Microchip- To Chip Or Not To Chip?

Diana Faye

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How many owners here choose to microchip their cat, and why?

I've had my kittens for less than a year, and I'm starting to feel like the mischievous one is getting a bit too curious at the door. I see so many missing pets on local FB posts, and my kitty's curiosity has me a little concerned. I've decided to get them collars/ ID tags, but of course those can (and should) fall off. I started reading up on micro-chipping, but reading up on the associated risks has me feeling doubtful that it's for me.

My senior (RIP) was never chipped, and only wore a collar (no tag) when being transported to the vet. He was street smart, and while he had slipped out numerous times, I never worried about him finding his way home. With 2 young cats whose wisdom is questionable, I am less confident.

Environmental concerns- I live in a rural area, and my community has plenty of wild areas. I have neighbors close by, I'm within walking distance to the nearest shelter, and the overall community is pretty close knit. Most people are very familiar with local vets, as there are only a handful at best, and there's a few locals who are dedicated to rescuing cats. IF my trouble maker were to get out and was found, I feel like I could easily utilize local FB groups. Downsides would be the overall wild spaces where he wouldn't be found (he's also scared of strangers) and other than the few dedicated "crazy cat ladies," I'm doubtful if locals would think twice about seeing a cat outside, let alone have it scanned. I'm also not sure if local shelters/ vets even have a scanner.

I might be leaning more towards a visible collar and personal diligence being my best bet, but I want to explore all my available options. Any thoughts/ opinions on the subject would be greatly appreciated.
 

Furballsmom

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Hi!
Please chip them. You'd need a breakaway collar, and just because you have an option or two now doesn't mean things won't change.

I don't have any questions or concerns about chipping. There are too many situations that occur where we may think we're in control but find out that we're not. Car wrecks, fire, or he gets out, loses the collar and gets chased by a predator into unknown territory, ...there's no reason not to chip and keep the information up to date.
 

di and bob

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There have been instances of the cat developing tumors at the injection site. but these can also happen with any injections. There is ALWAYS a small risk with anything medical. But like the parents of all those unimmunized children are finding out, to listen to FB and the internet and other unreliable sources, you are risking even worse by NOT having it done. Autism(never proven) and tumors (so small a risk as to be almost nonexistant) are are horrible, but so is death and suffering.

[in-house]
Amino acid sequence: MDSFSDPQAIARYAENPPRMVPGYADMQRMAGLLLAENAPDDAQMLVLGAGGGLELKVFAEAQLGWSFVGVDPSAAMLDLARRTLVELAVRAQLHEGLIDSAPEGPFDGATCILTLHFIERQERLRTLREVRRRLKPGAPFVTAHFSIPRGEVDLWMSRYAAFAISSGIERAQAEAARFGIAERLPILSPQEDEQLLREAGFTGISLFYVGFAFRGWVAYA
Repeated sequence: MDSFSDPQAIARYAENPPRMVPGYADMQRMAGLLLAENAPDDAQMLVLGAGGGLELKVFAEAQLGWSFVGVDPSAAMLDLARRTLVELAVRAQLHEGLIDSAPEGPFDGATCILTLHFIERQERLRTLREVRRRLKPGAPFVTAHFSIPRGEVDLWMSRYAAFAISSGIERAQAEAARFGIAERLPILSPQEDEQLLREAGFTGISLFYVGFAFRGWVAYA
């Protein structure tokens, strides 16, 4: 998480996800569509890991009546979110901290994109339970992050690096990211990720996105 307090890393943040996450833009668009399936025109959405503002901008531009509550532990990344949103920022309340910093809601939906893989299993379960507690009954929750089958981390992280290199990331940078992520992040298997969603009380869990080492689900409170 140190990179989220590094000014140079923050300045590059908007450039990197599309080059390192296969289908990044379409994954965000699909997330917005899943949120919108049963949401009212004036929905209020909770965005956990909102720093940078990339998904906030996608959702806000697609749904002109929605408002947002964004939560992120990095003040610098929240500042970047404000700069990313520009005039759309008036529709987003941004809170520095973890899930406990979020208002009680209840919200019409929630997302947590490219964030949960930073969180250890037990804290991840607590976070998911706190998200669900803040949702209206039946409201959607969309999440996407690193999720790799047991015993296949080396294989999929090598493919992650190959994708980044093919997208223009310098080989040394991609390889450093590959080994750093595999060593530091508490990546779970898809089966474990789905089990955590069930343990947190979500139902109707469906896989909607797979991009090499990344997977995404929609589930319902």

Lari

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The tnr I adopted from has all cats spayed/neutered and microchipped before adopting them out, so it was never a question for me (I just registered her to my address), but it ended up being super helpful when my grazer kitty moved in with a food vacuum cat. I was able to train her on a microchip feeder (opens only when it scans her chip) and the fact that she can eat at her pace in peace makes it worth it, even if she never gets lost.
 
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Diana Faye

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There have been instances of the cat developing tumors at the injection site. but these can also happen with any injections. There is ALWAYS a small risk with anything medical. But like the parents of all those unimmunized children are finding out, to listen to FB and the internet and other unreliable sources, you are risking even worse by NOT having it done. Autism(never proven) and tumors (so small a risk as to be almost nonexistant) are are horrible, but so is death and suffering.
I'm def not an anti-vaxxer type, and I do understand there's always minimal risks. I was so anxious getting the one cat neutered, but there was no question that I was going ahead with that. Mostly my reaction is because I hadn't heard of any kind of risks with microchipping, so finding out about it was a little surprising. Before that, it was just something I hadn't put much thought into but now my circumstances are a little different. I'm also feel like dogs are more likely to get the most benefit from them, but I'm unsure if it's the same for cats.